So, given the extraordinary borrowing needs of the U.S. government, currently being supported by a Federal Reserve whose QE II asset purchase program is large enough to finance 100% of the government’s funding requirements through at least June, we thought we would take a look at the prospects for a hyperinflationary event in America. And while we think hyperinflation – defined as the total destruction in the value of the U.S. dollar – is a low probability event, a lot, and we do mean a lot more monetary inflation most definitely is not. You see, when you have a government that seems reluctant to change its borrow and spend policies in any meaningful way – a subject we took on here – teamed up with a central bank chaired by a man who thinks that loose fiscal and monetary policies are the springboard for a downtrodden economy, you have a recipe for a whole heap of monetary inflation. Indeed, in the opinion of THE CONTRARIAN TAKE, never has a U.S. central bank been chaired by a man who is more certain that loose fiscal and monetary policies are exactly what an economy mired in excess productive capacity and high unemployment requires to make things right.

Before we discuss the prospects for hyperinflation, some preliminaries…

Preliminaries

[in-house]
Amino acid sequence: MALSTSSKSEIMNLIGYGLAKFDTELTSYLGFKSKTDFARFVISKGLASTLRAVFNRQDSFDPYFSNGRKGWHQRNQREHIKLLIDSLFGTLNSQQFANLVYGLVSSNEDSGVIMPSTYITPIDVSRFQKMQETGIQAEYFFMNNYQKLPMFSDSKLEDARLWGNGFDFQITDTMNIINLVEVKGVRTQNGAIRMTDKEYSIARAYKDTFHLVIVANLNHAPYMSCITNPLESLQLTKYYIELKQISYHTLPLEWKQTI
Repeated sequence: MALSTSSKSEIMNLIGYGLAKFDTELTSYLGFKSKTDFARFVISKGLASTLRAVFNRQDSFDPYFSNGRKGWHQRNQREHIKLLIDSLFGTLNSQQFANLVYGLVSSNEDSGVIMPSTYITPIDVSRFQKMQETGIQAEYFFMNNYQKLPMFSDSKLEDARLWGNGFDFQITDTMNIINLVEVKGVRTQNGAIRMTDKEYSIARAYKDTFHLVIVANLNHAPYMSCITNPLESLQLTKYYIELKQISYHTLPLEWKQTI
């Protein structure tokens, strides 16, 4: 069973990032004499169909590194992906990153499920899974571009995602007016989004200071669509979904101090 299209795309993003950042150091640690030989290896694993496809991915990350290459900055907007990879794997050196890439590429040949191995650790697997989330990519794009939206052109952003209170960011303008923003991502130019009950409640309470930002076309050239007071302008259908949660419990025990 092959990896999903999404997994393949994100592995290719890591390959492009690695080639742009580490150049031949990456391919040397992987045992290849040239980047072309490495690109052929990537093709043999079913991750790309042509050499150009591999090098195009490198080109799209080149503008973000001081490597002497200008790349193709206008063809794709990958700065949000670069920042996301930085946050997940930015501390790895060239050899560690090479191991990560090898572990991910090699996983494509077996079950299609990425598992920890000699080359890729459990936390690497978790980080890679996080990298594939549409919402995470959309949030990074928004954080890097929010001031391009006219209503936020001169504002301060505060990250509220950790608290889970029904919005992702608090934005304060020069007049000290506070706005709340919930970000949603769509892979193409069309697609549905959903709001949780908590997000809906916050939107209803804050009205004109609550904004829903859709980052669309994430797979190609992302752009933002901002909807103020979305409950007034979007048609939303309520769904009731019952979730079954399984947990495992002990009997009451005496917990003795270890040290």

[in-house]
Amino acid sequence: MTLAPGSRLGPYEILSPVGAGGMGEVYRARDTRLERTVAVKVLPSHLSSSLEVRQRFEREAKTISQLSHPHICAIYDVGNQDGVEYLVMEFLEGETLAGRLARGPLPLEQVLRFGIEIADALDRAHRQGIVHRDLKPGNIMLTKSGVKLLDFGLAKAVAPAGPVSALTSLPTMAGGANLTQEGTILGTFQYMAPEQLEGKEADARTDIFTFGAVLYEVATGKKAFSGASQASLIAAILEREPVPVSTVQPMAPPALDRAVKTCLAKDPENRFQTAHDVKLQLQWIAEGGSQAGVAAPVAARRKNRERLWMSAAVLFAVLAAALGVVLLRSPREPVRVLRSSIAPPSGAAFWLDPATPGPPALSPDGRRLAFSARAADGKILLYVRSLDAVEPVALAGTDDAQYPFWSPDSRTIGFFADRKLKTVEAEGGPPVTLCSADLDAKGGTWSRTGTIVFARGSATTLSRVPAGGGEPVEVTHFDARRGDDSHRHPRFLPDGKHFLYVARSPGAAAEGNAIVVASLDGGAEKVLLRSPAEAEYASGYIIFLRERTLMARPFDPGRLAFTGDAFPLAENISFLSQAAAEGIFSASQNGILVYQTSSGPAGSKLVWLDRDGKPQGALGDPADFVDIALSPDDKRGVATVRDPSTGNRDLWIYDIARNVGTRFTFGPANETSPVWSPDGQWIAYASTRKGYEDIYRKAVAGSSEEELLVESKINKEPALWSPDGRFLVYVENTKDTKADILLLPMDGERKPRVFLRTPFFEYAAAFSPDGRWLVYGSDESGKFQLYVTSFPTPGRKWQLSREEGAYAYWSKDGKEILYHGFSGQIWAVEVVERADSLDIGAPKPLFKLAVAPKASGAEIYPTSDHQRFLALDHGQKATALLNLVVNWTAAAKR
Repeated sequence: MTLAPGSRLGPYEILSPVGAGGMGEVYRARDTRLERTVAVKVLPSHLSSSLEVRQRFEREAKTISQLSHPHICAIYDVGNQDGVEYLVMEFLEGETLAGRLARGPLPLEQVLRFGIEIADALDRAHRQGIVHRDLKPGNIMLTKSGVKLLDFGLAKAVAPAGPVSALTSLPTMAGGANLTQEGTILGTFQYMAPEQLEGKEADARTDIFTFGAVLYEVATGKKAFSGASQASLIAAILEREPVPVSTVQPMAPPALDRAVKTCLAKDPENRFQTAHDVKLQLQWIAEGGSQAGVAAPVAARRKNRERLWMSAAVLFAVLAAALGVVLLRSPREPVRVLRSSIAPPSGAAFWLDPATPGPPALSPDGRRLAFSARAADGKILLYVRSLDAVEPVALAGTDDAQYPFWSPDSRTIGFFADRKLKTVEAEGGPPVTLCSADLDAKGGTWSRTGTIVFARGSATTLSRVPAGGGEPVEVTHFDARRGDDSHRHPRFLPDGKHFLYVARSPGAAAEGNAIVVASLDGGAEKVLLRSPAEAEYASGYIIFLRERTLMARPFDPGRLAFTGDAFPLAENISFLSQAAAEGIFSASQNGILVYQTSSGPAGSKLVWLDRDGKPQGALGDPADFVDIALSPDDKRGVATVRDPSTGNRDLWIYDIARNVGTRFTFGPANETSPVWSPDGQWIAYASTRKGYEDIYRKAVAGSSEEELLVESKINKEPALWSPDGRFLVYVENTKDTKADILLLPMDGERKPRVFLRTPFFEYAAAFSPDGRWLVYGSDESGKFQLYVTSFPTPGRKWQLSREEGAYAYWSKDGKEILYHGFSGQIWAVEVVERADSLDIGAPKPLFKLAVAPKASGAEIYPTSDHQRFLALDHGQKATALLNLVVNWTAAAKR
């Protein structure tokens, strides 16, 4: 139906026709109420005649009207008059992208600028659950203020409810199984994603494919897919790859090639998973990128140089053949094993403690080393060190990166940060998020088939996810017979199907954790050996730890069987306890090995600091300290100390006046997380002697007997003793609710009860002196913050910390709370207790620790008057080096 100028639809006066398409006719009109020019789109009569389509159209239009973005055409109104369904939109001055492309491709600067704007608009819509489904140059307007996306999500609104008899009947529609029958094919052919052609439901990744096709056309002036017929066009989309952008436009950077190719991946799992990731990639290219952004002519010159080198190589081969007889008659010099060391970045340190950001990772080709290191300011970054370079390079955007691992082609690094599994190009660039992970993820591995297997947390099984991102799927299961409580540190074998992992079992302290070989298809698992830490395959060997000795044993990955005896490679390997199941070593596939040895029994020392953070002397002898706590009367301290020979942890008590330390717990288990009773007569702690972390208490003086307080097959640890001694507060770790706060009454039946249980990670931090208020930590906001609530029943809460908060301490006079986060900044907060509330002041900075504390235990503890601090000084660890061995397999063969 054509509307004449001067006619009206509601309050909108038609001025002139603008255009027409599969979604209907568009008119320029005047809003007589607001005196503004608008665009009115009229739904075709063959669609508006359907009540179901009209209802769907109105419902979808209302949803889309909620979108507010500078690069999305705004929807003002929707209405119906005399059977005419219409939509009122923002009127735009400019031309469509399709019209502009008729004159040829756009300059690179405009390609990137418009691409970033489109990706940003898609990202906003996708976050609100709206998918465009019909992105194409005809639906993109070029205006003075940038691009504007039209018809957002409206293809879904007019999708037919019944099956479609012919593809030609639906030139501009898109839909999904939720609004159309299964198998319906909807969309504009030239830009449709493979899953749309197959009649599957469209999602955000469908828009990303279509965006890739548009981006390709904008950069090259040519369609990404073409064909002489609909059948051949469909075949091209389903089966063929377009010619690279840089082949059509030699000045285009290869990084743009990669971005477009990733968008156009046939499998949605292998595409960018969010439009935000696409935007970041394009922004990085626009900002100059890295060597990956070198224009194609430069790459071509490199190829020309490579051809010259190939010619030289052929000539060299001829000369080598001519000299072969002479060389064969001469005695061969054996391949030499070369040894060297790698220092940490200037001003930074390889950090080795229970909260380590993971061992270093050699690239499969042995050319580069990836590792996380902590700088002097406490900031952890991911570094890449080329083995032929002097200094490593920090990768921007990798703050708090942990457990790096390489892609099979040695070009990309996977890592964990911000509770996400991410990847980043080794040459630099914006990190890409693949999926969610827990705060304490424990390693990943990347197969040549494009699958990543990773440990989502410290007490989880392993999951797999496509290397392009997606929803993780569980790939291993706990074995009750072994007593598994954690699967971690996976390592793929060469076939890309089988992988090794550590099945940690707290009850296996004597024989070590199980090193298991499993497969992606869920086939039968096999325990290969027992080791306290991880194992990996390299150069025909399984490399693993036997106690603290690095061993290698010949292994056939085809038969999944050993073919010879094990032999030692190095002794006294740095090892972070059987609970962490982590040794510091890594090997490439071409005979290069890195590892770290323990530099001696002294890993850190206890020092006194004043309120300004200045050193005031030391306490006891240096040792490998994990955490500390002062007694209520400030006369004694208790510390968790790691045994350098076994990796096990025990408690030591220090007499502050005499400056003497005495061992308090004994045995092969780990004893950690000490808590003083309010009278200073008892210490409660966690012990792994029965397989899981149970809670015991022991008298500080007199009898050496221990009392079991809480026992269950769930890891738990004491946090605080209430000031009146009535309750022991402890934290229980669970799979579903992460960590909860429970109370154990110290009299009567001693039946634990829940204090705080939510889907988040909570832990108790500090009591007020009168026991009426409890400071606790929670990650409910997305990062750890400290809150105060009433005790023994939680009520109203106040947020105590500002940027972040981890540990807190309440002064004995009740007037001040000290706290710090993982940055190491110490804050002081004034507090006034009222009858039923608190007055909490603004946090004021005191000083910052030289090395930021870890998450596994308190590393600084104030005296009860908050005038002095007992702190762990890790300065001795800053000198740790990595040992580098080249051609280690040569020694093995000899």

First, U.S. government debt is being here defined as the debt of the U.S. Treasury plus the debt of the government-sponsored agencies Fannie Mae and Freddie Mac (popularly called agencies). Inclusion of the latter may appear to be a bit of a stretch, but as we discussed HERE, to us, its inclusion in the U.S. government’s debt footings is obvious. Creations of the U.S. government, these government-sponsored enterprises and their debt obligations have always been implicitly backed in varying forms by the full faith and credit of the U.S. Treasury, a backing made explicitly clear to any and all doubters when on December 24th 2009, in the depths of the credit crisis, the U.S. government gave the government-sponsored enterprises unlimited access to the Treasury essentially until further notice. We wonder why anyone would have thought anything different, that when push came to shove the U.S. government would protect its own, make this implicit guarantee an explicit one and the debt of Fannie Mae and Freddie Mac the defacto debt of the U.S. government.